There are two types of college students. Ones who were sent to college with mom s and dad s money and the others who work their way through school. There is no doubt that the stress that coming with juggling work and school is higher than average college student. For this working student, there requires a lot of thought, planning and secluding a routine that will satisfy both school and work. Ideally, this can be accomplished, considering the fact that there will be no interruptions throughout the semester.
However, the main conflict that arises for a student takes a chemistry course at the University of Houston. The course comes with spontaneous Friday afternoon exams that interfere with both work and homework. Most chemistry classes are held in the mornings, which is perfect for students who work in the afternoons because it gives an organized easy daily schedule. School in morning, work in the afternoon, and studying and homework at night.
However, every year the chemistry courses hold their three midterms on three given Friday afternoons. They start at 5:30 and last until 7:00 that conflict with more than 50% of working students that take chemistry. All this conflict dose is cause unnecessary stress and anxiety than effects the little amount of time these students have to study for this chemistry exam. Ideally, the chemistry course would give their midterm exams like any other course. Math, History, and Political Science use scheduled class times to distribute their exams.
This type of testing, which could be used in chemistry, doesn t interfere or disrupt any students routine because an exams day is like any other day. Since exams on Friday are give an hour and a half for 20 questions and a regular class last one hour there could be a reduction of questions to 15. The main reason chemistry classes should give it exams in their scheduled class times is for the consideration of the working student. The University of Houston has the nickname The Working College because well over 50% of the university s students work.
That means 50% percent have a fixed daily routine and in come cases a mandatory routine and with Friday exams these routines are thrown off balance. Another reason to move the exams in to the scheduled class time is the impact these Friday exams have on homework. It is not obvious but the way things are now impact the working student other courses. On a normal day, a student would have classes, including chemistry class, in the morning and then turn around and go to work in the afternoon.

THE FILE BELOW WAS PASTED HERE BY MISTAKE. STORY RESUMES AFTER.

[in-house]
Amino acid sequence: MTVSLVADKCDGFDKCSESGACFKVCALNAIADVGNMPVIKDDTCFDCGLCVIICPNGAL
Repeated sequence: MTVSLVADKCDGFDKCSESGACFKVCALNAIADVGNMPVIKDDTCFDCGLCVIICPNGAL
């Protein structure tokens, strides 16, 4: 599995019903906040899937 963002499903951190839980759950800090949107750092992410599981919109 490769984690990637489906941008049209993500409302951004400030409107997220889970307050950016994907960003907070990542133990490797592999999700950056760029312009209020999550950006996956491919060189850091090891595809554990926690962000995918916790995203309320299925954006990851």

This leaves time for this student to study or do homework assigned by another professor at night. However, on exam days the Friday afternoons exams interfere with work causing the worker to work later, which doesn t leave time to do home work or study. This in turn lowers grades in other classes. So as any one can see, the exams on Friday afternoon create a confliction mess that could be avided. There few objection to moving the exams into class times. Dr. Geanangel point out that the reason the department does afternoon test is because of the inability to cheat.
A student that has a 9:00 class could give the answers to a 10:00 student if test were given during regular class hours. However, this type of cheating can easily be extinguished by not handing out the same test. By give different test questions to the different classes, this would eliminate that type of cheating. Dr. Geanangel also point out that if we were to hand out exams during the regular class time we would lose precious time to learn. I agree with this, but on average, there are about two classes that are cancelled by the professors throughout each semester.
I believe that missing two classes is a worse example of losing valuable time than would be to use those two days for exam days. Since the department is reluctant to move is test, they could cancel them. Professor Reiter doesn t give midterm, instead he assigned homework from the back of each chapter and assigns different problems for each class. One might think that you could copy of each other from the same class but he puts his students in groups so they can work together on each problem and he grades on the uniqueness of the answers form each individual student.